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Clean Power Photo courtesy: Suzlon Energy

Published on March 18th, 2012 | by Andrew

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South Africa Aims for Green Jobs as well as Clean Energy as 2nd Round Renewable Energy Project Bidding Closes

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March 18th, 2012 by
 

Photo courtesy: Suzlon Energy

The South African government concluded its second round of bidding to develop renewable energy projects the first week of March. While final results have yet to be disclosed, Standard Bank Group (SBK), the largest lender on the African continent, agreed to provide financing for 31 renewable energy projects worth as much as 19 billion South African rand (SAR) (~$2.5 billion). This adds to the SAR8.2 billion ($1.08 billion) it agreed to finance in a first round of bidding, which took place last November, according to a Bloomberg News report.

A total of 79 bids were received in the second round of renewable energy project bidding. The Dept. of Energy expects to finish evaluating them on May 11. Standard Bank South Africa agreed to provide senior debt underwriting wind and solar photovoltaic (PV) projects with a total generating capacity of 1,454 MW, SBK’s head of power finance Alastair Campbell told Bloomberg News. The second round was more competitive than the first, squeezing everyone’s margins, which bodes well for electricity consumers in South Africa, he added.

“The second bidding window has resulted in a lot of bidders being aggressive in the pricing of their bids. We expect to see those bidders that secure preferred bidder status, coming in materially below the tariff caps that were set,” Campbell was quoted as saying in BusinessDay South Africa.

South Africa’s Drive for Independent Renewable Power Drive

The South African government’s Independent Power Producers (IPP) Procurement Program is the centerpiece of its drive to stimulate renewable energy and environmentally sustainable economic development and jobs growth in South Africa as per its national Integrated Resource Plan, which was enacted by the South African Parliament this past summer.

The 20-year Integrated Resource Plan calls for 42% (~17,800 MW) of South Africa’s electricity supply to come from renewable sources by 2030 and be developed in a way that contributes constructively towards socio-economic and environmentally sustainable growth. In submitting proposals during a planned five rounds of IPP project bidding, developers are “required to bid on tariff and identified socio-economic development objectives” of the South African Dept. of Energy.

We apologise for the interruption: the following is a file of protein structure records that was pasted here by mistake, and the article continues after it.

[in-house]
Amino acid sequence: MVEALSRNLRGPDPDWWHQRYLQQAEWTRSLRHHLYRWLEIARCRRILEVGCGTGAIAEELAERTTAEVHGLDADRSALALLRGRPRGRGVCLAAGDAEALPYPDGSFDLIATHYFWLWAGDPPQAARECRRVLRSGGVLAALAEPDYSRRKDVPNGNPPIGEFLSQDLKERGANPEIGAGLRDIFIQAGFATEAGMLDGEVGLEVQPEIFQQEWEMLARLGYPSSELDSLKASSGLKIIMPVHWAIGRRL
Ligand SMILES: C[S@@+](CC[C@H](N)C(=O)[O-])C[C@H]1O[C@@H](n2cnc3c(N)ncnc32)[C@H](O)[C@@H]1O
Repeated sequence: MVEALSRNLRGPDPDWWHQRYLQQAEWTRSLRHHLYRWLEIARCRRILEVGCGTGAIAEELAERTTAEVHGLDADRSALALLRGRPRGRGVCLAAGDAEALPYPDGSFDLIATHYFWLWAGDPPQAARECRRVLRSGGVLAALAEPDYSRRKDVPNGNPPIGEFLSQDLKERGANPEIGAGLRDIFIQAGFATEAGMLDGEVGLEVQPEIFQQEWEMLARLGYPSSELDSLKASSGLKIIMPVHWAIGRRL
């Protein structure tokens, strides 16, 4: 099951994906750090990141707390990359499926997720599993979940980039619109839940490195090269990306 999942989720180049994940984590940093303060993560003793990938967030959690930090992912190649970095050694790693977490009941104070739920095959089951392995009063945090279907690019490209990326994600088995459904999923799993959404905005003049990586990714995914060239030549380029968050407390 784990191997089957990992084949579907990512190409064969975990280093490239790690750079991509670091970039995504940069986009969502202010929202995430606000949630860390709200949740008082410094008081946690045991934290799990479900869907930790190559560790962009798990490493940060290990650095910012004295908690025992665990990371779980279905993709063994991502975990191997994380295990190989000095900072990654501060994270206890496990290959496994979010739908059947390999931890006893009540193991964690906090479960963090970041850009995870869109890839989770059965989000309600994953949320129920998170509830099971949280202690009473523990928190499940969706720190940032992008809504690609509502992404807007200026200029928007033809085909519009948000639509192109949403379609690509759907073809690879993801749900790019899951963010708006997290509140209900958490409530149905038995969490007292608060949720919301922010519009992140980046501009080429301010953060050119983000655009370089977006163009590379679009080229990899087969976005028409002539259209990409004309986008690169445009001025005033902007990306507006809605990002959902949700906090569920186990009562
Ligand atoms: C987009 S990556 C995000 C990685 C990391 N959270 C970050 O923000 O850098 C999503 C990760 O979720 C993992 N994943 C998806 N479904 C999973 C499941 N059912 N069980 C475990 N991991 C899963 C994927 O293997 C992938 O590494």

The SA Dept. of Energy received more than 270 renewable energy project development bids in the IPP program’s first round, under which the government expects the first 3,725 MW of renewable energy capacity to be built by 2016. Between $10 billion-$12 billion is expected to be invested in the first round projects.

Contracts for an initial 28 renewable energy projects with a capacity of 1,416 MW were awarded in the first round of IPP bidding, the results of which were announced at the UN International Panel on Climate Change (IPCC) conference in Durban last December. Accepted were bids to develop onshore wind (1,850 MW), solar photovoltaic (PV) (1,450 MW), concentrating solar power (CSP) (200 MW), biomass (12.5 MW), biogas (12.5 MW), landfill gas (25 MW), small hydro (75 MW) and other small projects of less than 5 MW (100 MW), according to a report from Creamer Media’s Engineering News. The projects are required to close financing by June.

Job Creation and Diversifying South Africa’s Energy Sector

Looking to liberalize and diversify its power industry, state-owned utility Eskom, which supplies some 95% of the nation’s electricity, has been limited to participating in the IPP program as a buyer and to making grid interconnections. Preferred bidders selected by the SA Dept. of Energy in November need to conclude a power purchase agreement with Eskom, as well as a grid interconnection agreement with them or a municipality, as well as sign an implementation agreement with the department.